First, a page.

Solar Terrestrial Activity Report

Last major update issued on September 1, 2005 at 05:10 UTC.

[Solar and geomagnetic data - last month (updated daily)]
[Solar wind and electron fluence charts (updated daily)]
[Solar cycles 21-23 (last update August 2, 2005)]
[Solar cycles 1-20]
[Graphical comparison of cycles 21, 22 and 23 (last update August 2, 2005)]
[Graphical comparison of cycles 2, 10, 13, 17, 20 and 23 (last update August 2, 2005)]
[Historical solar and geomagnetic data charts 1954-2004 (last update February 1, 2005)]
[Archived reports (last update August 13, 2005)]

Recent activity

The geomagnetic field was quiet to major storm on August 31. Solar wind speed ranged between 332 and 550 (all day average 402) km/sec under the increasing influence of a high speed stream from CH184.

Solar flux measured at 20h UTC on 2.8 GHz was 84.0. The planetary A index was 36 (STAR Ap - based on the mean of three hour interval ap indices: 36.0).
Three hour interval K indices: 22235665 (planetary), 23334554 (Boulder).

The background x-ray flux is at the class A6 level.

At midnight there were 4 spotted regions on the visible solar disk. The solar flare activity level was low. A total of 2 C class event was recorded during the day.

Region 10803 decayed and became spotless. Flare: C2.0 long duration event peaking at 11:51 UTC. This event was associated with a full halo CME.
Region 10805 decayed slowly and was quiet.
Region 10806 decayed quickly and quietly.

Spotted regions not numbered by NOAA/SEC:
[S588] This region emerged in the northeast quadrant on August 31 and had a single small spot at midnight. Location: N12E29.
[S589] A new region emerged in the southwest quadrant on August 31. A tiny spot was visible at midnight. The inversion line runs east-west instead of the usual north-south. Location: S23W46.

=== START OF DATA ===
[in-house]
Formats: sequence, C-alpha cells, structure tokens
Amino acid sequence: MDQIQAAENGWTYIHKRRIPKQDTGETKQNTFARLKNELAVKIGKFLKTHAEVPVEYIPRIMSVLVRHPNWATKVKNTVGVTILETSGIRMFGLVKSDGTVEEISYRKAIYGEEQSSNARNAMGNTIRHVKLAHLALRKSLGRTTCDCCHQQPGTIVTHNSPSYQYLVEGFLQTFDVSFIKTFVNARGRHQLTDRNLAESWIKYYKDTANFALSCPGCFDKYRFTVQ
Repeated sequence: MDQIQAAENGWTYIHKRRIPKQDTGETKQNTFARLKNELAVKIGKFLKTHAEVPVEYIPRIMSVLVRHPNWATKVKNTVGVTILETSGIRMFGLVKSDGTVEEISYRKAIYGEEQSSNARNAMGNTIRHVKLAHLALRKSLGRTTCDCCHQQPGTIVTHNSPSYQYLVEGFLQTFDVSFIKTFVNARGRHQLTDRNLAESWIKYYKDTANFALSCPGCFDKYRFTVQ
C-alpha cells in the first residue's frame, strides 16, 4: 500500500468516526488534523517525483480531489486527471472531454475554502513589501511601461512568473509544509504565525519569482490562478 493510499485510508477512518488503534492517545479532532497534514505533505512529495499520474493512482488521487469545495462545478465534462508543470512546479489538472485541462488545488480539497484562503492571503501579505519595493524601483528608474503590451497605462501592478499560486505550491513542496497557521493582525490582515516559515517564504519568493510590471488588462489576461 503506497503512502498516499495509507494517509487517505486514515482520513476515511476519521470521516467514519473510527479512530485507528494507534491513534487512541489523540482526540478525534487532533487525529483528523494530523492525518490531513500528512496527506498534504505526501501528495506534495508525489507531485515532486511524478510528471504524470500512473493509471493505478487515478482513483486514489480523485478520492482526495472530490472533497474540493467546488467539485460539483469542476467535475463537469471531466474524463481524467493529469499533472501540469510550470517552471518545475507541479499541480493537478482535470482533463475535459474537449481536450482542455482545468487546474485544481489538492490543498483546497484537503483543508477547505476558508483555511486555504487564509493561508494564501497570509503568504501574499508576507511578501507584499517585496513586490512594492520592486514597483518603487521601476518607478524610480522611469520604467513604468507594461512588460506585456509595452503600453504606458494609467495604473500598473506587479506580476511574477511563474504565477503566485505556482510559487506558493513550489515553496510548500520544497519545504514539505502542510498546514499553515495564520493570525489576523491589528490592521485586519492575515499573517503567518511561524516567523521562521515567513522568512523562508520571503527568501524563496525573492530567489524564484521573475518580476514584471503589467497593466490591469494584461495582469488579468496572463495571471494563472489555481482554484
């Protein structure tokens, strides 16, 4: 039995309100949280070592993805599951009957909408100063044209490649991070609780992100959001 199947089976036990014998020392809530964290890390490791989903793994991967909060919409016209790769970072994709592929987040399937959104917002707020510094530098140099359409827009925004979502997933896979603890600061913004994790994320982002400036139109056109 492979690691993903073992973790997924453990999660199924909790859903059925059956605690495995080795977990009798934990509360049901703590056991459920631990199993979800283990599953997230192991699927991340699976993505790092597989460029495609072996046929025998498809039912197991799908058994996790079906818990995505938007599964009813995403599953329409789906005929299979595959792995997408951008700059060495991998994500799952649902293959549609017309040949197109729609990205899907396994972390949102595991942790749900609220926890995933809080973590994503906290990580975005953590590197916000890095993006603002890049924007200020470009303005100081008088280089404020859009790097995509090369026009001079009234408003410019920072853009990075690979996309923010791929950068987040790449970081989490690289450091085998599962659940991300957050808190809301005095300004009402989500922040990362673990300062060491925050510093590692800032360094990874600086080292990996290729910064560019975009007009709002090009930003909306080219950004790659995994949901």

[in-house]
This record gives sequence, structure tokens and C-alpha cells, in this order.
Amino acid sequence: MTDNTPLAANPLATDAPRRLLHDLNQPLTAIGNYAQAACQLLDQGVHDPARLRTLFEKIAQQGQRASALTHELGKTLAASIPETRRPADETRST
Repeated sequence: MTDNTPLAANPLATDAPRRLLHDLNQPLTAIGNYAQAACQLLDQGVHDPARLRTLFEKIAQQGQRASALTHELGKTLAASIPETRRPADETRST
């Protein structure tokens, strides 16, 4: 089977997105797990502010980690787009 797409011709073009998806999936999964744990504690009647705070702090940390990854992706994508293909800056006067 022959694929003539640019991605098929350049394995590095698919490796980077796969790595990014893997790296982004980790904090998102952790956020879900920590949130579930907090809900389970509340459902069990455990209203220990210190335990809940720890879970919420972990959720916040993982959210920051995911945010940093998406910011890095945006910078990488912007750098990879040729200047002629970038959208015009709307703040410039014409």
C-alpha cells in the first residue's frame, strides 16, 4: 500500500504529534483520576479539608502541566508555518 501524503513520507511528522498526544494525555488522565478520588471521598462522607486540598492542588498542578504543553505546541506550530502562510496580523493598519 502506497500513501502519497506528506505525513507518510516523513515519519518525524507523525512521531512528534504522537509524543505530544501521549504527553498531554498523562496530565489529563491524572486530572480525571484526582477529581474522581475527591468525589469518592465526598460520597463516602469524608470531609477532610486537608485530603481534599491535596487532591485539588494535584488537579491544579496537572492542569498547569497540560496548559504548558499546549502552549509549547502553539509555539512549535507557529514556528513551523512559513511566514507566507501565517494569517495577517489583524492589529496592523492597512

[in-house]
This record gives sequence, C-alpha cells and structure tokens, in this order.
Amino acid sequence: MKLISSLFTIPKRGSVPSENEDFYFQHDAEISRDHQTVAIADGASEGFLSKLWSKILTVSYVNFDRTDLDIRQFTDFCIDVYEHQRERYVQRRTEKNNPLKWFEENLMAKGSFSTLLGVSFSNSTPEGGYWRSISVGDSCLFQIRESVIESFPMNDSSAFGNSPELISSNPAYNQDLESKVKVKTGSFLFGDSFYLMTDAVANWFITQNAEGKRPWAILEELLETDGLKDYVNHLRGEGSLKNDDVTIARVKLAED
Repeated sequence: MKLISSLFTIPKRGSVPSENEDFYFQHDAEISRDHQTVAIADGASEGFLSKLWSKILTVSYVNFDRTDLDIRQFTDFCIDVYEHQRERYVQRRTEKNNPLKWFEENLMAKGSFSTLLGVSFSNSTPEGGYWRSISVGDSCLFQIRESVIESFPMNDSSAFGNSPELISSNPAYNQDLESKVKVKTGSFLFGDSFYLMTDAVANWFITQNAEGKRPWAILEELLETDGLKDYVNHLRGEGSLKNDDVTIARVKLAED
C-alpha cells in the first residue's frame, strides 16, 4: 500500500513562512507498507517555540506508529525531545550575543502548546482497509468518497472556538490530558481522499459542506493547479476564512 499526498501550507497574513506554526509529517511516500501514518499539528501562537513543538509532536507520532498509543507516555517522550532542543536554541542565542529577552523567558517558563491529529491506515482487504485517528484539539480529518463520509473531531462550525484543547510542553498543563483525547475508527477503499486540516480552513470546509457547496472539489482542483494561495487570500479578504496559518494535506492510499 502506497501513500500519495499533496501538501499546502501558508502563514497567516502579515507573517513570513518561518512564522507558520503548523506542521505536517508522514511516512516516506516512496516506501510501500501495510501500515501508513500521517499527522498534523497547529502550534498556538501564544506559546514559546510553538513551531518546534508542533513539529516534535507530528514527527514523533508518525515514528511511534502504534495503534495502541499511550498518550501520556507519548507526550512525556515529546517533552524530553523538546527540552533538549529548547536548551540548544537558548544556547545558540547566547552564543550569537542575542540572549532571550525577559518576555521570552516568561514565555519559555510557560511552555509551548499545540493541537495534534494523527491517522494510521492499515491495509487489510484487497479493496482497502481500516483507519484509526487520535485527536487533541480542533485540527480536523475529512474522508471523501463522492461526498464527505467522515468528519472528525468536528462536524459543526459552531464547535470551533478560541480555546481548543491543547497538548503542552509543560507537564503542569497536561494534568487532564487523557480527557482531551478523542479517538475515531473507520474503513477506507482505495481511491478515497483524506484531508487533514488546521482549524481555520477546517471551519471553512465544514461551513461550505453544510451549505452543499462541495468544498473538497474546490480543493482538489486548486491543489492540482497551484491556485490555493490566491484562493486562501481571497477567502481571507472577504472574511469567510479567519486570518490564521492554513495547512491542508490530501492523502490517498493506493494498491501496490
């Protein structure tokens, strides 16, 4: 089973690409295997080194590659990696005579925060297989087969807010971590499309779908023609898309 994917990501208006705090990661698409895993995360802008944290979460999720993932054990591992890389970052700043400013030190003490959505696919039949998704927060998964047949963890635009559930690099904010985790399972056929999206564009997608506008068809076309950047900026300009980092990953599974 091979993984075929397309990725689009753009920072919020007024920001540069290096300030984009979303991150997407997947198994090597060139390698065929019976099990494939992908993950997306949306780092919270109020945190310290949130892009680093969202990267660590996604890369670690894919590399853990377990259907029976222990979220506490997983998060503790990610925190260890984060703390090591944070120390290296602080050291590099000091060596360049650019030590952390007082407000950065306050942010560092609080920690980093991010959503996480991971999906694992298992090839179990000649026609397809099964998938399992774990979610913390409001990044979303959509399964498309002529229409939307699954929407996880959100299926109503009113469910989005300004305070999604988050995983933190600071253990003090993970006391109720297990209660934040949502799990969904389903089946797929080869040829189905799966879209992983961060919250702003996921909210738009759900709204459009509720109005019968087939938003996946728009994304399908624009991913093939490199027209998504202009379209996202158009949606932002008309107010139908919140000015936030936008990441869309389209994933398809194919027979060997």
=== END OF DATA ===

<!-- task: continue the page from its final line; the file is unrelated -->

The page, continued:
Coronal mass ejections (CMEs)

August 29-30: No obvious partly or fully Earth directed CMEs were observed. A large full halo CME was observed from a source behind the southwest limb on August 29. A minor increase in the above 10 MeV proton flux was probably caused by this event as well.
August 31: A full halo CME was observed in LASCO images following the long duration C2 event in region 10803 at noon. An extremely bright "mother-of-all-CMEs" full halo CME was observed in LASCO C3 images beginning at 23:18 UTC. Its source was backsided, about 6 days behind the southwest limb.

Coronal holes

Coronal hole history (since late October 2002)
Compare today's report with the situation one solar rotation ago: 28 days ago 27 days ago 26 days ago

A recurrent coronal hole (CH184) in the southern hemisphere was in an Earth facing position on August 27-28. A small recurrent coronal hole (CH185) in the northern hemisphere will likely rotate to an Earth facing position on September 1-2. CH185 did not cause any obvious disturbance during the previous rotation.

Processed SOHO/EIT 284 image at 01:06 UTC on September 1. The darkest areas on the solar disk are likely coronal holes.


The geomagnetic field is expected to be quiet to minor storm on September 1 due to a high speed stream from CH184. Quiet to unsettled is likely on September 2. The halo CME observed at noon on August 31 could reach Earth early on September 3 and cause unsettled to major storm conditions.